"I have strong conflict management skills and in my current position, have had to exercise those skills from time to time. We are in a high-stress, remote work environment which can cause a lot of unnecessary conflict among the team. When a conflict arises, I like to deal with it swiftly, openly, and with poise. Transparency and openness are how I lead my team, so I will call a group meeting where we express concerns and get it all out on the table."

      Heather's Answer for a Medical Coder Interview

      "One of my co-workers wasn't carrying their weight, which meant everyone else had more work to do. I chatted with her one day at lunch, and she shared some personal issues that had been interfering and we agreed she needed some help with her projects. We all met with our boss and we determined a temporary solution to help her while she resolved her issues outside of work."

      Lisa's Answer for a Petroleum Engineer Interview

      "At the beginning of my hitch while in Wireline, one of my teammate's family members had a severe medical emergency. I was left to finish the job with minus one of my guys, on a very tight deadline and budget. It was my duty to provide quality data to the client while ensuring the job was completed on time and within budget. I communicated with my team of now 2 guys to let them know of the situation, what the final goal was, what my plan was, and what I needed them to help me with. Because of our teamwork and communication skills, we were able to provide the client with the data, ahead of schedule and within budget."

      Krista's Answer for a Rehabilitation Counselors Interview

      "If I have a conflict with a coworker, I ask them if we can speak in private. I then ask them how we can deal with the conflict between us. I do not like conflict and aim to quickly come to a resolution with which we are both happy."

      Rachelle's Answer for a Pipefitter Interview

      "Last month I had a conflict with a co-worker who was not abiding by the company's safety regulations. I brought it up and this particular individual became very defensive. I walked away from the situation and the next day, he apologized for overreacting. He committed to put safety first, which was great."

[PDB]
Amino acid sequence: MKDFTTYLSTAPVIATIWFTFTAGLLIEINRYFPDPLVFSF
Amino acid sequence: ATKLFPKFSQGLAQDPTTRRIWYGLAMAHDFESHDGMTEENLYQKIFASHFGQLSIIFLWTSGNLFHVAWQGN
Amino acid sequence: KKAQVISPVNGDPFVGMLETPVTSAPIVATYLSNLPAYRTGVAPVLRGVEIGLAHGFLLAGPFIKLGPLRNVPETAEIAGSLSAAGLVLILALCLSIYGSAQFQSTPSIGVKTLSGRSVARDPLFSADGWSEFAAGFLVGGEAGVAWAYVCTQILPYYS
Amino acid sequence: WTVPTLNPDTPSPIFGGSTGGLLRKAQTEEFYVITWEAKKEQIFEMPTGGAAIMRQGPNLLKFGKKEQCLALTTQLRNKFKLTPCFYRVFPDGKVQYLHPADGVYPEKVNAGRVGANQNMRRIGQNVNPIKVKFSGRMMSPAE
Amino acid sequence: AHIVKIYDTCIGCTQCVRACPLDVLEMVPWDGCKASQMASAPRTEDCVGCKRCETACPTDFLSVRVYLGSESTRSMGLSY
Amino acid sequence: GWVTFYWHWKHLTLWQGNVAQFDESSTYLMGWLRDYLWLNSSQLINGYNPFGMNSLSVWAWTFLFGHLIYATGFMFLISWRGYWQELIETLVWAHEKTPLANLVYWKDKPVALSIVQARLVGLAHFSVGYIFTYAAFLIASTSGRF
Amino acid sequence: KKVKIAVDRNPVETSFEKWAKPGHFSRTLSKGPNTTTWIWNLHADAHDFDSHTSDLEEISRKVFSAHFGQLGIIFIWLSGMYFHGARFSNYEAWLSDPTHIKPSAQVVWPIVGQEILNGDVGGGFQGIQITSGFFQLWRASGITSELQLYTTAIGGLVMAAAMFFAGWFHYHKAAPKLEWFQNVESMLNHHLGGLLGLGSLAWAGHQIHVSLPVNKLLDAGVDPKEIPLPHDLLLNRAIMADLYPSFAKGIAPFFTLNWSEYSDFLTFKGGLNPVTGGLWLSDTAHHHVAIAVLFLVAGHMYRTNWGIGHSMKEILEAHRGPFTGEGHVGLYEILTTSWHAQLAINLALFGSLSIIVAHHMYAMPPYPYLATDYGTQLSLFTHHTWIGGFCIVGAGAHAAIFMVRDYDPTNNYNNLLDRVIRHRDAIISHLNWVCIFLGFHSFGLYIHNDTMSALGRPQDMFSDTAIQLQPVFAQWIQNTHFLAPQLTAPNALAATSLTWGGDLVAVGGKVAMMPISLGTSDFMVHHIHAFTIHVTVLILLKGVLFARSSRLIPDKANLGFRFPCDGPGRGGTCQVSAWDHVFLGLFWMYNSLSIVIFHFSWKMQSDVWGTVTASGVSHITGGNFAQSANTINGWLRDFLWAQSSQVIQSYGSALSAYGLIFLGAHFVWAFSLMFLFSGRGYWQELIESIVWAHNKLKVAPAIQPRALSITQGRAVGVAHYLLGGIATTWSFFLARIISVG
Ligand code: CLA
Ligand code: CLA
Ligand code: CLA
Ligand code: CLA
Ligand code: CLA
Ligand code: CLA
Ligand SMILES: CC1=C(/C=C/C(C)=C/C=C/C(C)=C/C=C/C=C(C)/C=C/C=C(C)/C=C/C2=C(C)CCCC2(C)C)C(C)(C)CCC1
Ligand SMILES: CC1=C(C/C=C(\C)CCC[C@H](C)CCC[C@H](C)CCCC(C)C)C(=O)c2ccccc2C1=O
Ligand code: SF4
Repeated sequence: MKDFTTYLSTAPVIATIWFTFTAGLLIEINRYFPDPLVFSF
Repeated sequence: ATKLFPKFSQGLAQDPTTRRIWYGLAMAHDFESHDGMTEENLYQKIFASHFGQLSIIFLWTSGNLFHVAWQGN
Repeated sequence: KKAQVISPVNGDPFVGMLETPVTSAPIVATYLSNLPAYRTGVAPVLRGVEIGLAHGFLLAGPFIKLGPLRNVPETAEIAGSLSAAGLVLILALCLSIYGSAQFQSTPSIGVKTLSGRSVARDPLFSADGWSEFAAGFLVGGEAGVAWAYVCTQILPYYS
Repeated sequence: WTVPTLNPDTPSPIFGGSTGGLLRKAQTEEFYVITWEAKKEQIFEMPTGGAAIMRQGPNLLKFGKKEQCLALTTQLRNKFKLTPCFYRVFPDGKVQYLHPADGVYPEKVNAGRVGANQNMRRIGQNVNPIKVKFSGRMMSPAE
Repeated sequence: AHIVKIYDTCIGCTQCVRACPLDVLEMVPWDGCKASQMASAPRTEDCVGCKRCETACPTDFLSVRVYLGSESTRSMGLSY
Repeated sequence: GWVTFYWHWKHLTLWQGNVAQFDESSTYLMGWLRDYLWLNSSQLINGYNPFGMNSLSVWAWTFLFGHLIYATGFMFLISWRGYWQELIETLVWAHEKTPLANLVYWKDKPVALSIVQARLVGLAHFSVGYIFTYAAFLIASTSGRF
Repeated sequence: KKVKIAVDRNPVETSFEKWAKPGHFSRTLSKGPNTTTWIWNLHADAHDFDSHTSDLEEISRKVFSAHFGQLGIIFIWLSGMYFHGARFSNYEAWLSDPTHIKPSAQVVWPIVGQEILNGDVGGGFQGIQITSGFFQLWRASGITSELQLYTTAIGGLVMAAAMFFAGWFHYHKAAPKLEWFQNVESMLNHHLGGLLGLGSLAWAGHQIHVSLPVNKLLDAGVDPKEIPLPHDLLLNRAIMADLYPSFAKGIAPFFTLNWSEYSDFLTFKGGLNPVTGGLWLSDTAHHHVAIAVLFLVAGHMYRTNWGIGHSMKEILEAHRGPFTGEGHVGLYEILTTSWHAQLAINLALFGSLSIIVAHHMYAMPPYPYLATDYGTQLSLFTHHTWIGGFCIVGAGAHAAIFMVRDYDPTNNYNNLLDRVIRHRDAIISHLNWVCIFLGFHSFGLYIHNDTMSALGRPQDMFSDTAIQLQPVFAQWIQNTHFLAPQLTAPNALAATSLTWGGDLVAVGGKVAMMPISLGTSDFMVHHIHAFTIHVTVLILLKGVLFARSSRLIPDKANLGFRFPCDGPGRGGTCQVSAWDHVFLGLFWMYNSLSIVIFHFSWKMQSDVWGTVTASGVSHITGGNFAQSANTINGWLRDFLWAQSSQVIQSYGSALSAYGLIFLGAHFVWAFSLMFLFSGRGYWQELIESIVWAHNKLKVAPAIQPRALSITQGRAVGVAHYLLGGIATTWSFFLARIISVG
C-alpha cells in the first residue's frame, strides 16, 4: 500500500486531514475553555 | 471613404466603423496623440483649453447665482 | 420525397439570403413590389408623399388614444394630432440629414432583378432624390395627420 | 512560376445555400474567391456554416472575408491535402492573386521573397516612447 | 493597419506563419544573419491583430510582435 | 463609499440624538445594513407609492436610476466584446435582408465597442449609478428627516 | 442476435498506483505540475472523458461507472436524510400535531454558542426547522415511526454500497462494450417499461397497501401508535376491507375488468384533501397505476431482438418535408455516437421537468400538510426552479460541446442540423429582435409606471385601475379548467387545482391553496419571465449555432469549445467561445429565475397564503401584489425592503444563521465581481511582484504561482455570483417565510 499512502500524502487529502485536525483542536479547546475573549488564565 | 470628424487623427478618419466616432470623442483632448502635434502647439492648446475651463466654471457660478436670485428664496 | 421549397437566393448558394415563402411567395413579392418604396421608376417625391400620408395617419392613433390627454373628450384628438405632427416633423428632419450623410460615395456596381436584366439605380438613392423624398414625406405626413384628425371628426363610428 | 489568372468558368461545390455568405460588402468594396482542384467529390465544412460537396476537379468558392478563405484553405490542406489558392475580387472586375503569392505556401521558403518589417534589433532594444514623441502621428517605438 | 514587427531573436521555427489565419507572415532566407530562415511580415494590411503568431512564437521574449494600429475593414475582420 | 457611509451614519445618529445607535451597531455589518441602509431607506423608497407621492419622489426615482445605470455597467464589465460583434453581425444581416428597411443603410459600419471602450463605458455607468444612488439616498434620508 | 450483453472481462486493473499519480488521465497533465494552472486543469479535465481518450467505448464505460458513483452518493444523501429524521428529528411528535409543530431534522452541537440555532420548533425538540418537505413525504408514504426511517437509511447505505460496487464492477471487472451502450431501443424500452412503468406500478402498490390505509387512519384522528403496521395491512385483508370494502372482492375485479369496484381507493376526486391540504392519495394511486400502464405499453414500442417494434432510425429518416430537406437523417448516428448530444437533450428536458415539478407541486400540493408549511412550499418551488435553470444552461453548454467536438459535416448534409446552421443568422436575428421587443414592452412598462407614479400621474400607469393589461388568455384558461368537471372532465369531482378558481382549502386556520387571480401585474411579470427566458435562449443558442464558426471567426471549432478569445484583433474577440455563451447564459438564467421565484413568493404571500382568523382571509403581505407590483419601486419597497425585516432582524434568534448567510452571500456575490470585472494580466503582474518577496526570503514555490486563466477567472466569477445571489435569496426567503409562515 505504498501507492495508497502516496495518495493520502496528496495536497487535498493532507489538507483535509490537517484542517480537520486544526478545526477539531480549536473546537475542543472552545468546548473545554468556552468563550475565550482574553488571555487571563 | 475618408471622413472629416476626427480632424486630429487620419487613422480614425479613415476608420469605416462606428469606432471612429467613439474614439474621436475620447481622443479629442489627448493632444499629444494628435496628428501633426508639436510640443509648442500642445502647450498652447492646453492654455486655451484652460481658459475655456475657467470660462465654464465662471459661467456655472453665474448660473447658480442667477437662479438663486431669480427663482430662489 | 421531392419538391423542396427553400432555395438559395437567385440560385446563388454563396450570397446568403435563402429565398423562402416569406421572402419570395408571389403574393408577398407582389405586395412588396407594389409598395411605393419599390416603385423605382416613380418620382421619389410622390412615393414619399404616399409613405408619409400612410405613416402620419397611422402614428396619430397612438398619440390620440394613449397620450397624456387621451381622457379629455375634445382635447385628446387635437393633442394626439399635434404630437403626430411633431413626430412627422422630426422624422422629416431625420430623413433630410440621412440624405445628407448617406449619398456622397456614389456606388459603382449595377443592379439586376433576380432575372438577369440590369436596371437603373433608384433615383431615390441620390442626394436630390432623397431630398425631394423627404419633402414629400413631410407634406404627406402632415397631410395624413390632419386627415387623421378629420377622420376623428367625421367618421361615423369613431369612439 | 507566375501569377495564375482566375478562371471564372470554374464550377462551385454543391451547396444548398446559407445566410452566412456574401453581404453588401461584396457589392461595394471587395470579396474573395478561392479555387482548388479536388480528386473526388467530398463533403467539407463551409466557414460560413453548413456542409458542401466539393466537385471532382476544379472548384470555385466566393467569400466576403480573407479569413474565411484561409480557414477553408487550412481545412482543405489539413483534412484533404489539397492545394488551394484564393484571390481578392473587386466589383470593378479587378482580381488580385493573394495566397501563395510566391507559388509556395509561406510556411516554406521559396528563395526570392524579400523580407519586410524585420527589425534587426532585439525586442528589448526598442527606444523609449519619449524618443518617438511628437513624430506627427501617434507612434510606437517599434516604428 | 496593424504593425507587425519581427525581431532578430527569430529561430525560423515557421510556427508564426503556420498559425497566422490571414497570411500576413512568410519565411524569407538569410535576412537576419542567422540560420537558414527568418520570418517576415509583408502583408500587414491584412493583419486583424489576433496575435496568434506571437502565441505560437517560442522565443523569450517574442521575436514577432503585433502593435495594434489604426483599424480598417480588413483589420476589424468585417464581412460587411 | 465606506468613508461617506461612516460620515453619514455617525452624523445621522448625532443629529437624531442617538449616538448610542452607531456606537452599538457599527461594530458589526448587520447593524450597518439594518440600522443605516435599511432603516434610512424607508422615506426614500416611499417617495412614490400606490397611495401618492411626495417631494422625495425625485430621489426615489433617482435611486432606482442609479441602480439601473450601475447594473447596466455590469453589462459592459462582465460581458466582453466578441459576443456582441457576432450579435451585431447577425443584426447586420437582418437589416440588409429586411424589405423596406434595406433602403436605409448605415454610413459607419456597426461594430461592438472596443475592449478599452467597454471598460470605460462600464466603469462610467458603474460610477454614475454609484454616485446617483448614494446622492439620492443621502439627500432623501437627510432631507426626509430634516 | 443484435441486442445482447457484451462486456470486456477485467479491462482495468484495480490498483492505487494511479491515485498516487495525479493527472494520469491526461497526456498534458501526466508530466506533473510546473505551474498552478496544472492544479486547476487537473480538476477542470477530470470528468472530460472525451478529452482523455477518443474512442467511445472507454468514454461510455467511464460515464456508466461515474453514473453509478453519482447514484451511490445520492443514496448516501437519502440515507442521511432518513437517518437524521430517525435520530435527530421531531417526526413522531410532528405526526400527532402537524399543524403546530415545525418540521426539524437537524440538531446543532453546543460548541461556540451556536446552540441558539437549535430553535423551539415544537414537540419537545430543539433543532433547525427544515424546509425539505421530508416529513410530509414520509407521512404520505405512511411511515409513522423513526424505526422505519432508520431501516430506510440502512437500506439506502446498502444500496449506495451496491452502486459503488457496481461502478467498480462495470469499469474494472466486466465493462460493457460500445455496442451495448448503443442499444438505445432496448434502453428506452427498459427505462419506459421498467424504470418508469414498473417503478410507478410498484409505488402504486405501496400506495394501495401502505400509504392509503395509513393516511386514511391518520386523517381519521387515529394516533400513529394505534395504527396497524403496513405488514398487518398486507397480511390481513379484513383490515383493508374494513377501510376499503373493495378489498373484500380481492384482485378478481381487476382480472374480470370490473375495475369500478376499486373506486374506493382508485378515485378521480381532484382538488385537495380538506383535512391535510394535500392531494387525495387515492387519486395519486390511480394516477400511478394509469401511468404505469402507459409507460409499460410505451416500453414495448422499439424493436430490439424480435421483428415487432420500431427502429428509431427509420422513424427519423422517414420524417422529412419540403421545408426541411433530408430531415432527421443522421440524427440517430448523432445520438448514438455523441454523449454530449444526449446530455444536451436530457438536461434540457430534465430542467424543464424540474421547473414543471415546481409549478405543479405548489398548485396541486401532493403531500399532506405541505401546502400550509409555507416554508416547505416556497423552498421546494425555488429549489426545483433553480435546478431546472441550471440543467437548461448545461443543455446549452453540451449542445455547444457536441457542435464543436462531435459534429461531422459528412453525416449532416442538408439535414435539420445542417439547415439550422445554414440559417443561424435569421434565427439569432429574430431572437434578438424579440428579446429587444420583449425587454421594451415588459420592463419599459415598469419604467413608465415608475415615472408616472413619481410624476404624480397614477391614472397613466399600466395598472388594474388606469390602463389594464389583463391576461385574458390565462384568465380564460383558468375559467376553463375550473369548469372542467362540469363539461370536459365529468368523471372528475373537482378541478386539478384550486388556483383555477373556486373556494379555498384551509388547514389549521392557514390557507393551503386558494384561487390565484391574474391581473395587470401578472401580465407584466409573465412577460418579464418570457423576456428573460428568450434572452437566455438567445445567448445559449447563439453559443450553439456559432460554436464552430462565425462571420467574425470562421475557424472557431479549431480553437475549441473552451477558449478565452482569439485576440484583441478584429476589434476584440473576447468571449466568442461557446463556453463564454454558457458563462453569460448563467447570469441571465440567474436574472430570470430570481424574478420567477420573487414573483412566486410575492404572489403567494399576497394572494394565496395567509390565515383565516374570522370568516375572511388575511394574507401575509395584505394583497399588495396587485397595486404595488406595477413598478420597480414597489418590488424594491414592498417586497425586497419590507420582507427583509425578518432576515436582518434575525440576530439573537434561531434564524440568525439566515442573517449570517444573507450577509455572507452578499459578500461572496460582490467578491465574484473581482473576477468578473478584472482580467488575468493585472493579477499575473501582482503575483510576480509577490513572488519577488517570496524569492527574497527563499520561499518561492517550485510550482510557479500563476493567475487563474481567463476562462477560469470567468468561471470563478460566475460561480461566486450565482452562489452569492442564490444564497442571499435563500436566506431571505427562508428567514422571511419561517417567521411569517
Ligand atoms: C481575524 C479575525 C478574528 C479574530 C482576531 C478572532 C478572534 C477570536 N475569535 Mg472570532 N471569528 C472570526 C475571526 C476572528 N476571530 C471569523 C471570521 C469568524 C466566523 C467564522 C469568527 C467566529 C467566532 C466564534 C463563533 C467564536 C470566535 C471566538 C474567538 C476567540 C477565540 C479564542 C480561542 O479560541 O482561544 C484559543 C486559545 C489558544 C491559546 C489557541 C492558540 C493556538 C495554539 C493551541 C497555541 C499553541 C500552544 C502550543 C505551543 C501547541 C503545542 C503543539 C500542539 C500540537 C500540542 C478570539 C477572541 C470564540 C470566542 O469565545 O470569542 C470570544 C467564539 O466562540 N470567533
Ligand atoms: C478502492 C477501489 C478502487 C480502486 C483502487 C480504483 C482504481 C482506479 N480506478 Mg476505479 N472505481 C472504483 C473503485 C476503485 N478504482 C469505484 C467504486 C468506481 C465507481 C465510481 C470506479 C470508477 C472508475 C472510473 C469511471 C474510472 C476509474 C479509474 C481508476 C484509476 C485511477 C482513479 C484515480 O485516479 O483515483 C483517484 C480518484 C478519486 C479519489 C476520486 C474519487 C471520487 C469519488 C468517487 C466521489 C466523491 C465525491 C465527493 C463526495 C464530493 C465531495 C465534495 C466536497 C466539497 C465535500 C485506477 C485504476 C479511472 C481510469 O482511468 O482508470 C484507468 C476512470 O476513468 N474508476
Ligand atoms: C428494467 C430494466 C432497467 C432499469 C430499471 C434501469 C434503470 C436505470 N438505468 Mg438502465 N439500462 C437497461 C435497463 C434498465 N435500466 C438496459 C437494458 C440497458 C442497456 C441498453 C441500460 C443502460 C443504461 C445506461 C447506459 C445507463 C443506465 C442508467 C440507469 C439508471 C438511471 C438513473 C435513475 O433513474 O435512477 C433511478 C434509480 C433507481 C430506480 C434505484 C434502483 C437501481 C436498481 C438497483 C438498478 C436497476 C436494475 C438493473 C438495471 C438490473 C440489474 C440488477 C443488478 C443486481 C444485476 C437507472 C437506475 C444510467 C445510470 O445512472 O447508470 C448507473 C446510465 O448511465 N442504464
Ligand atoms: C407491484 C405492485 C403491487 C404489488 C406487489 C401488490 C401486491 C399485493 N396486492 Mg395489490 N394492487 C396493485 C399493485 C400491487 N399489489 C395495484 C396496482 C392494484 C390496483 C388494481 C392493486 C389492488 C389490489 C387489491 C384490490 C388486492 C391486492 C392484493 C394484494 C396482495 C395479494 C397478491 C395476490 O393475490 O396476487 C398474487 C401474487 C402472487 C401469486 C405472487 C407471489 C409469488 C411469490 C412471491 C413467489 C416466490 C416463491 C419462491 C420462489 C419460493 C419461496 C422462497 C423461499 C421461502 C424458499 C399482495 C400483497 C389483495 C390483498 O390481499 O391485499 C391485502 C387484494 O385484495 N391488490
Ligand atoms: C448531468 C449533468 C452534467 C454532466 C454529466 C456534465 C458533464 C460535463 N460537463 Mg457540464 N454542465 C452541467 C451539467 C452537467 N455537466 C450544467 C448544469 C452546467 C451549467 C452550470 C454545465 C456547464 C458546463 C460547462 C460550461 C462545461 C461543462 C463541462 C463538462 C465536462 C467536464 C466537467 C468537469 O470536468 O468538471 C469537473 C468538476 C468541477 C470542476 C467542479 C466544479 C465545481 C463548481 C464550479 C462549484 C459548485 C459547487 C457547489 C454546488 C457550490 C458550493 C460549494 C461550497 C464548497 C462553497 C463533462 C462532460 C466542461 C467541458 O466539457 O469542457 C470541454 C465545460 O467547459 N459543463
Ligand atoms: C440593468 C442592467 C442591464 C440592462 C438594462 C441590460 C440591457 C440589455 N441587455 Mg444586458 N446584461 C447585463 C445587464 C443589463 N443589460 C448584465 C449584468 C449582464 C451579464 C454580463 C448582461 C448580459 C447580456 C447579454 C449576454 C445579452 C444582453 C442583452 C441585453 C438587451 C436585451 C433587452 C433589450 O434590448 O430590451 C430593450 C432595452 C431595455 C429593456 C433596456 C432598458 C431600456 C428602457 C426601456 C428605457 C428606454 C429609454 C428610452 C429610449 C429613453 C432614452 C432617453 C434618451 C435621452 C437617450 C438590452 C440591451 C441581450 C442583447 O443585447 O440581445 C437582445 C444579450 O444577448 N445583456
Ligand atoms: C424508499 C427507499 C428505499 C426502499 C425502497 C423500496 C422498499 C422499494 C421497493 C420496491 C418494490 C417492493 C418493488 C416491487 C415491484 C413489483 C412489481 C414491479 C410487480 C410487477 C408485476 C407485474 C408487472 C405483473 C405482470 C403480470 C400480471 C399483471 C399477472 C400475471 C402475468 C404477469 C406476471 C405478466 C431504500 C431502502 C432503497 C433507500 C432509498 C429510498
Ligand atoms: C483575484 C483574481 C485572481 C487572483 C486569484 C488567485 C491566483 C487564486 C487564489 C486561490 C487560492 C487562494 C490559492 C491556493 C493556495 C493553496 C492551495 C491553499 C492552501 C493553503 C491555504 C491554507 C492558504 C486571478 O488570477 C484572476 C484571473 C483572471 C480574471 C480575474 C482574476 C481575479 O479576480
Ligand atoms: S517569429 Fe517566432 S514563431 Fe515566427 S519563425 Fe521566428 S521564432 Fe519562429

Heather's Answer for an Autopsy Assistant Interview

      "There have been times that my coworkers and I have had miscommunication. We've been able to sort out our issues by talking it out and coming to an agreement together."

      Ryan's Answer for a Ticket Agent Interview

      "A couple of years ago, I received a promotion that I had interviewed for that several other colleagues of mine had interviewed for as well. Following my acceptance of the position, a very close coworker of mine, that I had built a great personal relationship with, was acting much different around me and I knew right away that he was likely upset about not getting the promotion. While we were friends outside of work as well, I knew that this situation shouldn't impact life inside the workplace. I put it on myself to be proactive and break the ice with him by having a very frank conversation about my promotion and our relationship moving forward. My approach was to be forthright and ask why his attitude was different toward me, while not apologizing for being promoted. He immediately apologized to me for acting strange after not getting the promotion, and he congratulated me on my new role. From that point forward, things were much better between us, and we remain close friends to this day."

      Ryan's Answer for an Assistant Manager Interview

      "Last month, two of my team members were in a feud over a POS process that they were both misinterpreting. Normally, I do not get involved in the smaller conflicts as I believe that grown adults can iron things out without mediation, for the most part. This event was different. I called a meeting between the three of us and let them know they were both incorrect. They were a bit embarrassed about the whole event and allowed me to re-train them in the process, the correct way."

      Heather's Answer for a Clinical Laboratory Technician Interview

      "I've learned not to take words or actions of stressed patients personally. Even when I'm feeling rushed or overwhelmed by a deadline and being pulled in too many directions, I can ground myself knowing that I'm providing the best customer service and caring for my patients the best way that I can."

      Ryan's Answer for a Property Manager Interview